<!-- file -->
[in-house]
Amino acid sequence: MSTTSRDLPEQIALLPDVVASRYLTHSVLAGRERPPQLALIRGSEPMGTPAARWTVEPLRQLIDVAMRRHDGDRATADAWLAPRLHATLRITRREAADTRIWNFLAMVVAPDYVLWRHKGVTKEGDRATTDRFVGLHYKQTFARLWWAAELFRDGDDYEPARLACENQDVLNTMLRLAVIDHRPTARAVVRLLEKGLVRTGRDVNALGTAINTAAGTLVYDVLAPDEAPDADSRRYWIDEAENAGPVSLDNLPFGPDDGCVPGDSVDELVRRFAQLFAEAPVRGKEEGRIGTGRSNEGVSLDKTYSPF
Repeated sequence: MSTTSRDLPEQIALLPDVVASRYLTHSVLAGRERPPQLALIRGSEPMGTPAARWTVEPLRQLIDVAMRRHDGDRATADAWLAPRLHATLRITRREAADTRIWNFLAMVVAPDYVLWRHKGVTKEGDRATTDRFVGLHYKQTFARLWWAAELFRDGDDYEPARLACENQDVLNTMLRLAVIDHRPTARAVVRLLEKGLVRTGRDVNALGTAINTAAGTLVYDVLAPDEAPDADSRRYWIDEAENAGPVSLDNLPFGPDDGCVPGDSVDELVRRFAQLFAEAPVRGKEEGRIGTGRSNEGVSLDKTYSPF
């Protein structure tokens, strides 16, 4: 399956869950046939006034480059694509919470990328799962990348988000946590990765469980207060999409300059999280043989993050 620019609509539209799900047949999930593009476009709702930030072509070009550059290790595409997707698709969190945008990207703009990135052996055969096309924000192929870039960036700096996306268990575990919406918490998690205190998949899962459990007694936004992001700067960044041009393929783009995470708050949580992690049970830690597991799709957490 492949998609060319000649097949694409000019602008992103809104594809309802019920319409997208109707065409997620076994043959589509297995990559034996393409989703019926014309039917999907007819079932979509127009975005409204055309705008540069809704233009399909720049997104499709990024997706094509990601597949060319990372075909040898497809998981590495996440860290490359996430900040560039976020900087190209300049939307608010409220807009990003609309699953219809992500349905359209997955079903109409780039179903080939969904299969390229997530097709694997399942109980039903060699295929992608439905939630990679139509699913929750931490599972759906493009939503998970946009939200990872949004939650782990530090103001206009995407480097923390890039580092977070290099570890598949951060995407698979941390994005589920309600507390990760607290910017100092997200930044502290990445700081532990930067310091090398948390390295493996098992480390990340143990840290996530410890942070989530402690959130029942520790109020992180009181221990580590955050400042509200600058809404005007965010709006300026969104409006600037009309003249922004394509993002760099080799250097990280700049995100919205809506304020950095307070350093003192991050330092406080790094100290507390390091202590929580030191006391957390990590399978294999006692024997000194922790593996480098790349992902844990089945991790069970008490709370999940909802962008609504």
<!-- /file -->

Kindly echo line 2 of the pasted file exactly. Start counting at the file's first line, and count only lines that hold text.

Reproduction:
Amino acid sequence: MSTTSRDLPEQIALLPDVVASRYLTHSVLAGRERPPQLALIRGSEPMGTPAARWTVEPLRQLIDVAMRRHDGDRATADAWLAPRLHATLRITRREAADTRIWNFLAMVVAPDYVLWRHKGVTKEGDRATTDRFVGLHYKQTFARLWWAAELFRDGDDYEPARLACENQDVLNTMLRLAVIDHRPTARAVVRLLEKGLVRTGRDVNALGTAINTAAGTLVYDVLAPDEAPDADSRRYWIDEAENAGPVSLDNLPFGPDDGCVPGDSVDELVRRFAQLFAEAPVRGKEEGRIGTGRSNEGVSLDKTYSPF